#126 – Inside Our Industry – East Coast Ports Gain GroundPosted on
In September we shared that there were Only 8 Ships Waiting off Southern California coasts. The declining numbers of containers coming into the southern California ports continues, while the East Coast and Gulf Coast continue to see increased activity.
Los Angeles imports keep sinking as East Coast gains more ground
Greg Miller | FreightWaves.com | November 15, 2022
The Port of Los Angeles reported yet another month of falling volumes on Tuesday, as the import pendulum continues to swing away from the West Coast and toward container shipping gateways on the East and Gulf coasts.
Los Angeles’ total throughput for October came in at 678,429 twenty-foot equivalent units, down 25% versus October 2021. Imports totaled 336,307 TEUs, down 28% year on year.
It was the lowest October import tally since 2009 amid the global financial crisis and the lowest monthly imports since May 2020 at the height of the COVID lockdowns. This October’s imports were down 14% from October 2019 prior to the pandemic.
On a positive note, the huge month-on-month slide seen in Los Angeles in September has slowed. October’s imports declined only 7,155 TEUs (i.e., a single shipload) or 2% versus September.
Declines in Los Angeles were mirrored in the neighboring Port of Long Beach, highlighting the pressures facing West Coast ports.
On Thursday (November 10th), Long Beach reported a 24% year-on-year drop in imports to 293,924 TEUs. It was the port’s lowest import number in any month since April 2020 at the beginning of the pandemic. It was Long Beach’s lowest import total for the month of October since 2012 and was down 13% from October 2019, pre-pandemic.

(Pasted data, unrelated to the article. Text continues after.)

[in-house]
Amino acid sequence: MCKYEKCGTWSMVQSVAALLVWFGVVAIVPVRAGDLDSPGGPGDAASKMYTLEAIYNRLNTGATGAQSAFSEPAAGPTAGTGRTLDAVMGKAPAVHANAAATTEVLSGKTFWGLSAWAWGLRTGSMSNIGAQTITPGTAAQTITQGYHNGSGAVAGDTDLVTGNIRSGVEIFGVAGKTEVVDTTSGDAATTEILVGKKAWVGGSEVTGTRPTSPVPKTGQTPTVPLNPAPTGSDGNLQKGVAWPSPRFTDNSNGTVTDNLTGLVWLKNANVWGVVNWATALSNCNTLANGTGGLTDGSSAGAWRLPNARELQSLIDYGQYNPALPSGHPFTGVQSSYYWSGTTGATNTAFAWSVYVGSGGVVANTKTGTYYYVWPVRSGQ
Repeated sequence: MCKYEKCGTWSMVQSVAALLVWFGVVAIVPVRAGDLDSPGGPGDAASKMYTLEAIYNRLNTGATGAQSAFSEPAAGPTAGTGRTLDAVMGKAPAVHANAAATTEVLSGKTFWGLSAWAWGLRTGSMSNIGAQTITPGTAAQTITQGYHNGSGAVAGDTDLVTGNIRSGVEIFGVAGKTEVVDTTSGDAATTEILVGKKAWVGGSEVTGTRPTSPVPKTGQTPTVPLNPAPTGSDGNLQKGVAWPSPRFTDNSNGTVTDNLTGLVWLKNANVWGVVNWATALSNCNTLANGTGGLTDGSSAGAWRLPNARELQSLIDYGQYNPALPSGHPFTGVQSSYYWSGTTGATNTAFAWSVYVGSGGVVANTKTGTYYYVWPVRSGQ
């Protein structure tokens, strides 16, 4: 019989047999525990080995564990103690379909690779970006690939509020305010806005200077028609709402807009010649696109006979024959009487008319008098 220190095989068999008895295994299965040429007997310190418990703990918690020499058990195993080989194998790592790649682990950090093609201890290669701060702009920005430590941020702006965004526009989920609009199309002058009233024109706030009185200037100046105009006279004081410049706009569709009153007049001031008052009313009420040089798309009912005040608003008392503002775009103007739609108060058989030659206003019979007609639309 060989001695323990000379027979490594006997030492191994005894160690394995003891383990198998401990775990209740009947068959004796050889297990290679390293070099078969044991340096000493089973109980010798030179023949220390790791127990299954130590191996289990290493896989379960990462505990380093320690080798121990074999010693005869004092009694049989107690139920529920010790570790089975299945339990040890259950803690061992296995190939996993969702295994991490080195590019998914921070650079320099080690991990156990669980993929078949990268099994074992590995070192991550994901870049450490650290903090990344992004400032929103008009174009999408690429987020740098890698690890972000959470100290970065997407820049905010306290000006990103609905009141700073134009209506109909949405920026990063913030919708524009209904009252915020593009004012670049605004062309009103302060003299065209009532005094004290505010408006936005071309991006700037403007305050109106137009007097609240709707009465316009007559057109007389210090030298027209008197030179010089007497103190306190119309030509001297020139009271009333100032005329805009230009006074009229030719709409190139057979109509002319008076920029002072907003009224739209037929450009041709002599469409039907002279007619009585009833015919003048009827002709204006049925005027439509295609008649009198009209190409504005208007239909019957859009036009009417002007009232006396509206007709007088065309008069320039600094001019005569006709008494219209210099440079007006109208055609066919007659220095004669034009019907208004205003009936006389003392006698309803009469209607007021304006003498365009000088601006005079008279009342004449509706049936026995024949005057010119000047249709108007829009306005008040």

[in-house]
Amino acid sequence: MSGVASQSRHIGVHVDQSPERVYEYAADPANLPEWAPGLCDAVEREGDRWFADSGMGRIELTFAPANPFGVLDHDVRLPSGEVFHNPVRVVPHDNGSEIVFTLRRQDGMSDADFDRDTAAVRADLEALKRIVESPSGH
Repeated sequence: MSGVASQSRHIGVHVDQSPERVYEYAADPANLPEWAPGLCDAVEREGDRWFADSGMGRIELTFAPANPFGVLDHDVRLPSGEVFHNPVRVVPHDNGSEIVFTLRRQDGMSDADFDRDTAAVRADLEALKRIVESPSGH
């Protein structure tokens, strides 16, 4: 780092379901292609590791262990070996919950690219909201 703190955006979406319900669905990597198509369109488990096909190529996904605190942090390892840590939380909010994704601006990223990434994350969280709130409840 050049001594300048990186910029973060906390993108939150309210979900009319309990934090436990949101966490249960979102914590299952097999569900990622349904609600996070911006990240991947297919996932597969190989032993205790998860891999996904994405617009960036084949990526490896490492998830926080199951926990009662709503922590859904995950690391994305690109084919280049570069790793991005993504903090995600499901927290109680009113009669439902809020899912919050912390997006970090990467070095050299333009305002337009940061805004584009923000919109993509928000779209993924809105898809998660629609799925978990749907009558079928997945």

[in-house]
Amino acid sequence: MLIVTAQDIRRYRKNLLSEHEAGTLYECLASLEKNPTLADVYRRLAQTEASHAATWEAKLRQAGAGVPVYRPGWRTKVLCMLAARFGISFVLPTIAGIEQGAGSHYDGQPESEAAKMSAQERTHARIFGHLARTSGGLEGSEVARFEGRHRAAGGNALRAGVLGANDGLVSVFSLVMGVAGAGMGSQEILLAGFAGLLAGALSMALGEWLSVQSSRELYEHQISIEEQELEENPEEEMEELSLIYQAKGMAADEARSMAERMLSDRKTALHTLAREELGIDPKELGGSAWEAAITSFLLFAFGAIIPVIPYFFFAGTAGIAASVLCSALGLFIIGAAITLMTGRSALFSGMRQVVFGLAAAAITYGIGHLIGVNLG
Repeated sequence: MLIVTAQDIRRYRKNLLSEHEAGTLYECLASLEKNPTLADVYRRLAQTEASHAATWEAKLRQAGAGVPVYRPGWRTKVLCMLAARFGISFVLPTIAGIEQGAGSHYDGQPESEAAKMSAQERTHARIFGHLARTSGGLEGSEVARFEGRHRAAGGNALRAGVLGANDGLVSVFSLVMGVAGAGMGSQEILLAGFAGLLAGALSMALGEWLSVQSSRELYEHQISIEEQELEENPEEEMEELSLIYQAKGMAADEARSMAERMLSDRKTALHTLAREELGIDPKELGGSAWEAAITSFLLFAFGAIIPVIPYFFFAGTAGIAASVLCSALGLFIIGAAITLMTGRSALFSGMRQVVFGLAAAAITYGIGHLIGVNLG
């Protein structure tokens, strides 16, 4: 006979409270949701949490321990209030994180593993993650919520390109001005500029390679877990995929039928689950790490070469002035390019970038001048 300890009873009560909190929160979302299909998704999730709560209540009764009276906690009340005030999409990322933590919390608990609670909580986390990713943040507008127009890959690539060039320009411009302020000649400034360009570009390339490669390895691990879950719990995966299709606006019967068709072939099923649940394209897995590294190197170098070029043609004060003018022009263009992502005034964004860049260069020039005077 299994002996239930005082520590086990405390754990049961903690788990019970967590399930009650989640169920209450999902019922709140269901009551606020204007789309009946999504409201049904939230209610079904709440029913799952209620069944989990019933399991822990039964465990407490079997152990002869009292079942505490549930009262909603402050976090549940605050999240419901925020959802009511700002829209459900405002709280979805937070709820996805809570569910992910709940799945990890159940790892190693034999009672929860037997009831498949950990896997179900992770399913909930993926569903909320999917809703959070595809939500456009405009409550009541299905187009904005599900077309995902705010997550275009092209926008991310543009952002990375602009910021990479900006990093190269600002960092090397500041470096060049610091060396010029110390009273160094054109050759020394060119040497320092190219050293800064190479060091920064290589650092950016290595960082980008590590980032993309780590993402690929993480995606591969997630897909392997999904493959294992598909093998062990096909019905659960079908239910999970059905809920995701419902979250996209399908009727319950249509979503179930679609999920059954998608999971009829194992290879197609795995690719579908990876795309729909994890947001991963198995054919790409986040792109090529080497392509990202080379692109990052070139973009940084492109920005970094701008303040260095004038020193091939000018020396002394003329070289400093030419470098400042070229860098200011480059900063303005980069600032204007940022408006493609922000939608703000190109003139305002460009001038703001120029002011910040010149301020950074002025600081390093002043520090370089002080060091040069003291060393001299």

East Coast ports take more market share
The import picture at East and Gulf Coast ports remains in stark contrast to the situation at West Coast ports. These ports are still near their all-time highs.
On Monday (November 14th), Savannah, Georgia, reported October imports of 263,828 TEUs, its second best monthly total ever behind the record reached in August. It was the port’s best-ever October for imports, up 2% year on year and up 32% from October 2019, pre-COVID.
Savannah posted an increase of 53,461 TEUs or 25% in October versus September, when imports were depressed by the Hurricane Ian closure.
In its monthly release in October, the port said it expected to clear its anchorages by the end of November. That is proving too optimistic: As of Tuesday, there were still 33 container vessels at anchor off the coast of Georgia.
The Port of Charleston in South Carolina also reported its October throughput on Monday. Loaded imports came in at 121,305 TEUs, up 13% year on year, 7% month on month and 27% versus October 2019, pre-pandemic. It was Charleston’s best October for imports ever and its fifth-highest monthly import total.